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In England and Wales the commons areas of blocks of flats are subject to The Regulatory Reform (Fire Safety) Order 2005 and require a fire risk assessment (FRA). The flats themselves are not subject to the RR(FS)O but The Housing Act 2004 which does not require a FRA.

As your flat does not have any commons areas what would you conduct the FRA on, it is most likely the management company are the Responsible Person, who are responsible for conducting the FRA anyway, you could ask them. Also in small premises if the RP employs less than five employees, there is no requirement to record the information, so what would you give them.

Do not know about the asbestos report, you will need to look elsewhere on that.


 

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Guest Tentpeg

Hi Tom,

I have recently taken over as the Chairman of a Residents Association for a block of flats built in 1991.  It has 22 flats over four floors, and the communal areas consist of the two stairwells and corridors, as well as areas for the lift access and foyers.  We also have an enclosed bins area, that everyone has acces to.  About 8 years ago a group of us bought the freehold and formed a company.  The Directors of the company are also members of the residents' association.   It has become apparent that we should have an FRA in place; my question is who pays for this?  The Freehold Company members each own shares of the lease, but the Resident's Association make the decisions on what work is conducted, running the accounts, booking the gardener and decides on decorating/work required, pays the buildings insurance, and allocates funds for the repairing of the lift etc.   

Can you advise on who would pick up the bill for the FRA?  Is it the responsibility of the Freehold Company or the Residents' Association in our case?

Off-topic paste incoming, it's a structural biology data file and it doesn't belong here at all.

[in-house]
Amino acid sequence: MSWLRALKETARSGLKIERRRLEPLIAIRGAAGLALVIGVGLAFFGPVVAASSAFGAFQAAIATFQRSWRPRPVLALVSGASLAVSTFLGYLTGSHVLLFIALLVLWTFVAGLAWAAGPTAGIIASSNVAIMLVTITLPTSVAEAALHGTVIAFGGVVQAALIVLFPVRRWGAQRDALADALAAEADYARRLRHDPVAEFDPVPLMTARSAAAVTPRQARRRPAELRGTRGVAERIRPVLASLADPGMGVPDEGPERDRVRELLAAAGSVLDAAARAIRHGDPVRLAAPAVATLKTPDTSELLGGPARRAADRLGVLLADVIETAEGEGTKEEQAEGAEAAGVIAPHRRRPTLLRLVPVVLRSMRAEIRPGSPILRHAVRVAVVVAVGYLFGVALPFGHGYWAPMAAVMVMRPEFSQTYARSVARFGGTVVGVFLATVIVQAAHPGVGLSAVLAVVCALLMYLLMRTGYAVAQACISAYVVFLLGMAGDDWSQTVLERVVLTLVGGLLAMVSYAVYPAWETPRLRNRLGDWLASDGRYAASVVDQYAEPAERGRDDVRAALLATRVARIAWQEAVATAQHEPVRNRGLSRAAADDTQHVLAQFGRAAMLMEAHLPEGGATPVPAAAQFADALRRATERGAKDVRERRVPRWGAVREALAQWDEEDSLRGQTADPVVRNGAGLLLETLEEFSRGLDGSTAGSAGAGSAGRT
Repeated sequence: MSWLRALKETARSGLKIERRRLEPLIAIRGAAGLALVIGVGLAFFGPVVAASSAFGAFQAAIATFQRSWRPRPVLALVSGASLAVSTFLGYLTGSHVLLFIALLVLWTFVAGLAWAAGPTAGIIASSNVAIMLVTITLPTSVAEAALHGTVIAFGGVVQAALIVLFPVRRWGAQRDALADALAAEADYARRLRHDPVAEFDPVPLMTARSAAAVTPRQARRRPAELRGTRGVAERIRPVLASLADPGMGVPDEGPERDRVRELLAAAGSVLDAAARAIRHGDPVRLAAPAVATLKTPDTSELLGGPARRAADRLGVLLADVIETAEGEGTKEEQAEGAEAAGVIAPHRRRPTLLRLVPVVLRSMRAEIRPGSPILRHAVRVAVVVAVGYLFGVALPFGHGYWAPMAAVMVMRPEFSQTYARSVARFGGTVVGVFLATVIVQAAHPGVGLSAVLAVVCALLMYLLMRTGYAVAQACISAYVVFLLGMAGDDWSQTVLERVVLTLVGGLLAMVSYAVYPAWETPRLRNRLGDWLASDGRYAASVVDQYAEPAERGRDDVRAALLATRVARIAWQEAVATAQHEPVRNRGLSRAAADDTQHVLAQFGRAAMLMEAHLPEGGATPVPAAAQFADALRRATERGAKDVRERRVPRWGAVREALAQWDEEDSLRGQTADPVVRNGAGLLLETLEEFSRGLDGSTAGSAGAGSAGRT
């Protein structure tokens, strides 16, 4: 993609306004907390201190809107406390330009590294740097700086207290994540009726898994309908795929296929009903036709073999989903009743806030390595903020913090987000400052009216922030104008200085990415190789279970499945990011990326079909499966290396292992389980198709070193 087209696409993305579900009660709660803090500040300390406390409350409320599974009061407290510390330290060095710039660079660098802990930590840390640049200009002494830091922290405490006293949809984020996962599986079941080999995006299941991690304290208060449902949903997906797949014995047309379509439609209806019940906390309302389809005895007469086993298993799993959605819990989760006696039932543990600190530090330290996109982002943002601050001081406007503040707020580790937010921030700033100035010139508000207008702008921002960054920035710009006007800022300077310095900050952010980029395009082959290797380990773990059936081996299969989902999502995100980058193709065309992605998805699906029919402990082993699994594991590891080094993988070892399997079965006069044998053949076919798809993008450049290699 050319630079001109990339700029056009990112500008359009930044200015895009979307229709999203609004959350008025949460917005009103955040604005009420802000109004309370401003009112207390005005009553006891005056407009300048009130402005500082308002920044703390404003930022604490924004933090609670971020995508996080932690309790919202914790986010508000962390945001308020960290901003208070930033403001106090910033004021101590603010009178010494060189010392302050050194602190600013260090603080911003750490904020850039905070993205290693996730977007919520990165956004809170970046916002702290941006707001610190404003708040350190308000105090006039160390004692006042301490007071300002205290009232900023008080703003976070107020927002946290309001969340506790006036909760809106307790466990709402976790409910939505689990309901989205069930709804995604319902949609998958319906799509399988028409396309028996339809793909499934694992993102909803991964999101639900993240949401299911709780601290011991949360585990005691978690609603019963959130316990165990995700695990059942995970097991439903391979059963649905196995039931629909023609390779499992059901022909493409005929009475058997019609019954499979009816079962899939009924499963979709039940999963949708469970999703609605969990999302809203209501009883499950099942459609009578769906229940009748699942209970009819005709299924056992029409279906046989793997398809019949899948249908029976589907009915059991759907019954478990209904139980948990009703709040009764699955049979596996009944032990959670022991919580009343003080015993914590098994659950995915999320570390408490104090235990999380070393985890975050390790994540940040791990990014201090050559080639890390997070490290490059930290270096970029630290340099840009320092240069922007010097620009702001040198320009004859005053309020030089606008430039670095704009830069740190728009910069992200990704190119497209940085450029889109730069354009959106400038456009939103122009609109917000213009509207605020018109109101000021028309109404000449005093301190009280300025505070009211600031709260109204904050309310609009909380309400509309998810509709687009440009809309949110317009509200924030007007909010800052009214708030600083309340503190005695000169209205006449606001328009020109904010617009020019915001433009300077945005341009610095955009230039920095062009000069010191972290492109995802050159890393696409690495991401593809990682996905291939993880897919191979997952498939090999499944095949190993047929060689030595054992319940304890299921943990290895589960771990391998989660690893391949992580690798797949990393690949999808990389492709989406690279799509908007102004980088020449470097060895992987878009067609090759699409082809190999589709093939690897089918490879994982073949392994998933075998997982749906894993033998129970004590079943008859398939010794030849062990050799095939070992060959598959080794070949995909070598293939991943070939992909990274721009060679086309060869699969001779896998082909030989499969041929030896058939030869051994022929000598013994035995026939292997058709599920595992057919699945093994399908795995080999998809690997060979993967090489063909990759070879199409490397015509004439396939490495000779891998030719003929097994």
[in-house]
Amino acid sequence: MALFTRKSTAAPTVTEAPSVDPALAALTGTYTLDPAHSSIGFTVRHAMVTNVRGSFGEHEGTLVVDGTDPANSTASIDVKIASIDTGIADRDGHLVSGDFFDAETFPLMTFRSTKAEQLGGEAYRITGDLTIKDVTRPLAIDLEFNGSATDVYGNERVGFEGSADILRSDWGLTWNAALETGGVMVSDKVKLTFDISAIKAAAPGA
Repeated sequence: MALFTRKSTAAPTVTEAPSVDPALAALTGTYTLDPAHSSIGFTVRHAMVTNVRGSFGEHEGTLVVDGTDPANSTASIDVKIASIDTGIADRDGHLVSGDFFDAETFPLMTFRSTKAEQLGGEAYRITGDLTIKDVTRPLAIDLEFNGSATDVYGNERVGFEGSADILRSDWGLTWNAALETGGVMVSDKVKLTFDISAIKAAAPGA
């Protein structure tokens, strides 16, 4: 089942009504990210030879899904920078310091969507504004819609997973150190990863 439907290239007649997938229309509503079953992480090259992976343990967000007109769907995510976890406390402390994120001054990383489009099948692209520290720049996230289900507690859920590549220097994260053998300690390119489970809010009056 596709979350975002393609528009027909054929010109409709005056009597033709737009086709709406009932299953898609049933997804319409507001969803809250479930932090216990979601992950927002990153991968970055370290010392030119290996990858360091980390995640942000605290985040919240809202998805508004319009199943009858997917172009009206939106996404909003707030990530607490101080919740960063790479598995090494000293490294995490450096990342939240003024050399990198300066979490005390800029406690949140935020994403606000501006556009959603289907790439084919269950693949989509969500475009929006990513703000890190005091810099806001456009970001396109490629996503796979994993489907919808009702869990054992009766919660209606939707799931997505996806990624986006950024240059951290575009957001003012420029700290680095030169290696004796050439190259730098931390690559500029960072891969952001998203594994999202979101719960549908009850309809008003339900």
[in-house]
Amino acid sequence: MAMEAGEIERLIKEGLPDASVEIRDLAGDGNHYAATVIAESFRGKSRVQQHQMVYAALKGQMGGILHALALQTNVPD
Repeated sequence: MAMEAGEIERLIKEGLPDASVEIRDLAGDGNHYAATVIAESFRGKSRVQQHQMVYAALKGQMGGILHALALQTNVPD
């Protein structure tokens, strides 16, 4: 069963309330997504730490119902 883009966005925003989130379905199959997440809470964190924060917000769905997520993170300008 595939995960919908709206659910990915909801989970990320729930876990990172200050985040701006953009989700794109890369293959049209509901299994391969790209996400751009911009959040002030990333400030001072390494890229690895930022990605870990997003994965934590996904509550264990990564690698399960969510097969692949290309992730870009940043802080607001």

Thank you.

Tentpeg

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You require a lawyers expertise so you need to contact your solicitor for expert advice.

What I can tell you is the common areas of your building is subject to The Regulatory Reform (Fire Safety) Order 2005  and require a fire risk assessment (FRA). The flats themselves are not subject to the RR(FS)O but The Housing Act 2004 which does not require a FRA.

First you must identify the Responsible Person or RP,s, (article 3) and they have duties under article 5 which include an FRA.

The RP is the owner/freeholder or a company working on their behalf providing they have full control. It is the RP who has to carry out the findings of the FRA but nowhere does it say who has to pay for it and the RP could transfer the costs to any other involved persons depending on contract or tenant agreements.

Quite often it is included in the service charge but that would depend on tenants agreements and in your case I would think the Freehold Company would be the RP and they would pass on instructions to the residents association.

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Guest Julie

Hi

I live in  block of 6 flats which are all own by leaseholder.  The communal area hand rail is used for drying clothes and leaving personal shoes outside.

Is this a fire risk if fire was to occur.  

Should the communal are not be kept clear at all time?  

Please advise

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It is possible to have managed use of the areas, but most flats follow the zero tolerance approach which is easier to police and so there should be nothing there. There are also possible H&S and liability issues too if stuff on a hand rail or shoes in the way causes a fall.